Former FIFA President Sepp Blatter vowed to “accept” the verdict of the Court of Arbitration for Sport (CAS) as he arrived in Lausanne for his hearing against his six-year suspension from world football.
Blatter, who was the head of the governing body for 17 years until he stepped down in 2015 in the wake of the worst corruption scandal in the organisation’s history, was originally suspended for eight years along with ex-UEFA President Michel Platini in December.
The duo both had their respective bans reduced from eight to six years by FIFA’s Appeals Committee in February, leaving the CAS as the only remaining legal option.
The Lausanne-based CAS dismissed Platini’s appeal, which was fast-tracked as he still harboured slim hopes of being able to see out the rest of his term as President of European football’s governing body, in May.
The former France international’s ban was, however, cut by a further two years.
Blatter’s hearing was set for today back in July, with the CAS facing a deluge of cases involving Russian athletes ahead of Rio 2016 as well as the appeals filed during the Games, which were handled by an ad-hoc division based in the Brazilian city.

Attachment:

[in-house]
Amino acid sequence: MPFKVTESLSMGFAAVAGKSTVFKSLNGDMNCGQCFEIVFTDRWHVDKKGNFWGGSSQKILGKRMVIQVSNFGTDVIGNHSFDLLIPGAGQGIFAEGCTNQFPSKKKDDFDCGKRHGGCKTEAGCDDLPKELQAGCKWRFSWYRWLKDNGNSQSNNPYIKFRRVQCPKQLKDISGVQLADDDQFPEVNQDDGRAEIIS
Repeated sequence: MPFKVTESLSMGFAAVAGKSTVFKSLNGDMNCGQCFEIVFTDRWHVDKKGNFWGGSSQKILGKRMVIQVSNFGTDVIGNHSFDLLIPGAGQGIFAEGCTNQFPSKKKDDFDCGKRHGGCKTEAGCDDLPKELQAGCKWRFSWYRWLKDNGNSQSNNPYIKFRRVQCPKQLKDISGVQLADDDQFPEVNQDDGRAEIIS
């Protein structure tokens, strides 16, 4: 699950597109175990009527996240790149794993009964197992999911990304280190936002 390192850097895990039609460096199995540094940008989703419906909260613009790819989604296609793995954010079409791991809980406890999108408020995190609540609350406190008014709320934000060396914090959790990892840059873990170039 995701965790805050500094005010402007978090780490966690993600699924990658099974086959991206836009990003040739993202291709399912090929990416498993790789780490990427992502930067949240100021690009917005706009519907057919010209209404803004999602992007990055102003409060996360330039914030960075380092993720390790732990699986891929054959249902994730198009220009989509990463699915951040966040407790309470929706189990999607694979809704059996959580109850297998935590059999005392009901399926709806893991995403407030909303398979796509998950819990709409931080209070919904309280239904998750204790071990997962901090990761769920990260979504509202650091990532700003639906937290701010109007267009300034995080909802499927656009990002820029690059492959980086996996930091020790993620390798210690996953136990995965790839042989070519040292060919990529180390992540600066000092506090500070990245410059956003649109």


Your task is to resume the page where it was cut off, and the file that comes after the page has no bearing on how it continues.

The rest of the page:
Platini, who remains key to Blatter’s slim chances of acquittal, was also seen walking into the CAS today.
Sport’s supreme court has not yet revealed when the decision on the Swiss will be released.
“My name wouldn’t be Sepp Blatter if I didn’t have faith, if I wasn’t optimistic," said Blatter.
"I will accept the verdict because, in football, we learn to win, this is easy, but we also learn to lose, but this is not good, I wouldn’t want to lose.”
Blatter and Platini were both sanctioned for an alleged "disloyal" payment of CHF2 million (£1.6 million/$2.1 million/€1.8 million) made to the Frenchman by the Swiss in 2011.
Both men denied any wrongdoing and said the money was for work Platini carried out for FIFA between 1998 and 2002, when he served as a technical adviser to Blatter.
However, the 60-year-old Frenchman didn't receive his money until 2011 and question marks were raised over the time delay.
Since his ban was reduced in February, Blatter was alleged to have been part of a trio of FIFA's top brass, along with former secretary general Jérôme Valcke - who had his own 12-year suspension cut by two years last month - and Markus Katter, who awarded themselves bonuses and pay rises totalling $80 million (£61 million/€71 million) over a five-year period.
Blatter also remains the subject of a separate criminal investigation, being conducted by Swiss authorities, relating to the awarding of the 2018 and 2022 World Cups to Russia and Qatar respectively.